Additional rigs came in, beginning in late 2016, and the Haynesville also started producing higher per-well initial production rates. Drilling operators have gone to tighter stage spacing and significantly increased the quantity of proppant used per well.
The initial Haynesville wells with 5,000-foot laterals have grown to laterals measuring 7,500 feet to 10,000 feet and more in length. The result is stronger Haynesville well economics.
I saw this article in my twitter feed...sounds really good.
I suggest that you read Part Two of my blog, link follows:
Have a question. Lateral length seems to be one of the most critical components of the new well designs. Many of the the older units were formed around a much smaller lateral and still have wells to drill to complete the unit. What can be done to maximize these additional wells. Can the unit plat be amended to allow for these longer laterals?
Texas drilling units may be amended in size and shape. Louisiana drilling units do not have to be changed as the state allows Cross Unit Laterals, noted in the name as "HC". A lateral may transect as many units (governmental sections) as the operator has development rights.
Longer laterals are a big deal but tend to overshadow two facts in Louisiana. First, the Cross Unit Lateral wells eliminate the "no perf" zone in each unit effectively adding 80 acres of previously unstimulated rock. Second, high intensity completions make significant increases in all laterals regardless of length. Lateral length is important to the operator from a cost per mcf perspective but doesn't have any benefit for the royalty owner. The high intensity completion designs and additional stimulated rock are what improve production volumes within the unit and make for a better royalty check.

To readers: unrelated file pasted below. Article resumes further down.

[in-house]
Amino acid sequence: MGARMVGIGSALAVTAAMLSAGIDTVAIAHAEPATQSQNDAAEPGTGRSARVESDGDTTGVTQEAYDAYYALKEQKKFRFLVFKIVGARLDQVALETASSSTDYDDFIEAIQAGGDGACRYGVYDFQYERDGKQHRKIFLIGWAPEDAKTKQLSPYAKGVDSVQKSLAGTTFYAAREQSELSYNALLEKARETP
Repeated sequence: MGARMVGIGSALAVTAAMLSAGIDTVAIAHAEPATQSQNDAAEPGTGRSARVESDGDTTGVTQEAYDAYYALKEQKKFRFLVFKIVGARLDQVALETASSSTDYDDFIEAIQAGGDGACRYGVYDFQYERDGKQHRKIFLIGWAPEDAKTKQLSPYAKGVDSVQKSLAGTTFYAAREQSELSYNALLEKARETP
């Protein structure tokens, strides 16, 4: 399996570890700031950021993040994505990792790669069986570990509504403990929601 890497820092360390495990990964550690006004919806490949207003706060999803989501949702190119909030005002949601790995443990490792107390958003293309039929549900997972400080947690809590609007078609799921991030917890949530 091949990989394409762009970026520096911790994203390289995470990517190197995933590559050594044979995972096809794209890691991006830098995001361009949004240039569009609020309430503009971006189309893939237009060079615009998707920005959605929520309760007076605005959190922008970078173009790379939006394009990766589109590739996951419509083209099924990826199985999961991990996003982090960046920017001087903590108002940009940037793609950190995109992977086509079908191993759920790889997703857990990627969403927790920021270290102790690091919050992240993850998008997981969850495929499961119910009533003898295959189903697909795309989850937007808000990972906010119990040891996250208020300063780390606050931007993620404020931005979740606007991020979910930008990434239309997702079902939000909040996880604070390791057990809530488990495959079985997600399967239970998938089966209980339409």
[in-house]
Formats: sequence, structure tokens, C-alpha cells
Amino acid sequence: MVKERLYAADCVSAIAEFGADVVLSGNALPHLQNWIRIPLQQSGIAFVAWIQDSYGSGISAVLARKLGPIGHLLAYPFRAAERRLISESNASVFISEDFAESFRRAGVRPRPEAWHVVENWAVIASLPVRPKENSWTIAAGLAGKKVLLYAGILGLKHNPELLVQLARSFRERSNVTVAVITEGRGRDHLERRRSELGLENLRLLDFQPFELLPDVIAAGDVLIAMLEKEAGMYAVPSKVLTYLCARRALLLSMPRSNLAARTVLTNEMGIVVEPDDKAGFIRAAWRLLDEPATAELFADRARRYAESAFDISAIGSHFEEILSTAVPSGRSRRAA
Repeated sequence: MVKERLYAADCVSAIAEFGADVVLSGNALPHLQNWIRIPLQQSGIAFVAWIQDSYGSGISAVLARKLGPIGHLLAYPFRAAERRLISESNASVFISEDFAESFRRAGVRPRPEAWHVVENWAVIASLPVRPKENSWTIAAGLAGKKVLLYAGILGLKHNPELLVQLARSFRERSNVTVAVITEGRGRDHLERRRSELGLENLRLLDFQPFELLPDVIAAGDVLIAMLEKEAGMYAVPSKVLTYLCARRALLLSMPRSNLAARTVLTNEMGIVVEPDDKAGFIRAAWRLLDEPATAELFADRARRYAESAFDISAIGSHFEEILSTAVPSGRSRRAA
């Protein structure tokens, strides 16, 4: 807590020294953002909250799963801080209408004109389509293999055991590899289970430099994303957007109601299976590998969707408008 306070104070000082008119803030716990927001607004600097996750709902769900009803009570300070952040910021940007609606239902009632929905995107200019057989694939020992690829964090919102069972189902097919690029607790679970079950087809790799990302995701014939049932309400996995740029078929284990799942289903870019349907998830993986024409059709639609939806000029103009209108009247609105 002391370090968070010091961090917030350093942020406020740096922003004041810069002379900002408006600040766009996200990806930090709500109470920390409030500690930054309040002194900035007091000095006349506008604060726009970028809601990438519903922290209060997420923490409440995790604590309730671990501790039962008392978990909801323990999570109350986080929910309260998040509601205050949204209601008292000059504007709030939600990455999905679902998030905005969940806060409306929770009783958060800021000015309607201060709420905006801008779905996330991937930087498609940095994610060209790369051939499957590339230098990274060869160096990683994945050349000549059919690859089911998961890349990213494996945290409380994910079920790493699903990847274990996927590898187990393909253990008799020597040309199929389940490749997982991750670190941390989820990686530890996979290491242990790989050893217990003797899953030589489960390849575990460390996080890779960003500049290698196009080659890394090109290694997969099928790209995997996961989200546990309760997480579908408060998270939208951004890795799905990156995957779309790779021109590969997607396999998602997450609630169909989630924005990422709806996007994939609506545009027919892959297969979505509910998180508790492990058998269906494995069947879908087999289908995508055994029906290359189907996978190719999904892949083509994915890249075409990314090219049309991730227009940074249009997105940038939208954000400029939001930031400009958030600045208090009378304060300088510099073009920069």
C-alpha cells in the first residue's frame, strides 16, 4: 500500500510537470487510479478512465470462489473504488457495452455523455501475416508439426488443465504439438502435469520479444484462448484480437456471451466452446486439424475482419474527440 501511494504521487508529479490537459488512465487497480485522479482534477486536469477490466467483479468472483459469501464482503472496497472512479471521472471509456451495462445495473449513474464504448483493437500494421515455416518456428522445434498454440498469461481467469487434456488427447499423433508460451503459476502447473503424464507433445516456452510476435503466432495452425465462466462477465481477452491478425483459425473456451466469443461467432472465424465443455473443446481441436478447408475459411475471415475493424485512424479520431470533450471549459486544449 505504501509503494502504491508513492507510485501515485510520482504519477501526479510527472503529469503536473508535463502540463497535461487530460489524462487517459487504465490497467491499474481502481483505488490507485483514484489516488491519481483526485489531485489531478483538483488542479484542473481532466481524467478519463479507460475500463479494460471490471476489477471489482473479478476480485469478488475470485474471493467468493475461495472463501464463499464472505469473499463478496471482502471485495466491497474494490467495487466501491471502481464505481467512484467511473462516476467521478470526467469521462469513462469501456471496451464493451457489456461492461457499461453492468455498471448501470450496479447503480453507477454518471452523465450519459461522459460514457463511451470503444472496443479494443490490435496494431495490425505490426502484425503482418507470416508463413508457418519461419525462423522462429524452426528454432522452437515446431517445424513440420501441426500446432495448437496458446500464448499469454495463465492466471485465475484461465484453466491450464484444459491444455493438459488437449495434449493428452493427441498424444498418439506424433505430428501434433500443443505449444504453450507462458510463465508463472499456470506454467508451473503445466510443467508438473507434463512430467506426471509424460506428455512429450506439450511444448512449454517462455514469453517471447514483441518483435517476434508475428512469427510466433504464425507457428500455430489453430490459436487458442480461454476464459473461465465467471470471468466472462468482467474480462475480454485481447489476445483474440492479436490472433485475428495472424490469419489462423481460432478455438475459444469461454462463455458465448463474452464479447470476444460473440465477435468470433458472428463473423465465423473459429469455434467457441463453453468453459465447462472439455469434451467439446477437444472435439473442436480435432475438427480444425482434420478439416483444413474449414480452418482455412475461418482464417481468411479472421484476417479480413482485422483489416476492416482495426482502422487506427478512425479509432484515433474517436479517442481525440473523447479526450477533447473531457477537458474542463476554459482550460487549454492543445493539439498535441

Thanks Skip. I am seeing in Nacogdoches County Bp, XTO, and recentlyAetheon permitting wells with stacked laterals. I am assuming these are Bossier on the top and Haynesville on the bottom. The only completion I have seen is the BP Pluto unit. It seems that this strategy if it proves effective should improve the economics of the Wells. The IP of the Pluto unit look pretty good to me.
Russell, I think the drilling of one Bossier well along with one Haynesville well in each unit as they are formed indicates an appraisal process. At least by BP and XTO. Those companies have the financial ability to not worry about rates of return on current wells. They are methodically HBP'ing large acreage positions that will see much more intense development in the next decade when natural gas is expected to bring a better price. One Haynesville well would serve to HBP the leasehold in the unit. There is no need to drill a Bossier well unless the company wishes to test the reservoir.
Are they completing both formations at the same time from the same wellbore - perhaps with one lateral for the Bossier and one for the Haynesville?
Not that I'm aware of. Ask Julie.
The stacked laterals are a regulatory construct, not dual laterals coming from the same well bore. Due to the complexity and pressures associated with the completion work, as well as costs, it does not currently appear to be practical to tap both formations from a single well bore.
Or dbob. Thanks dbob.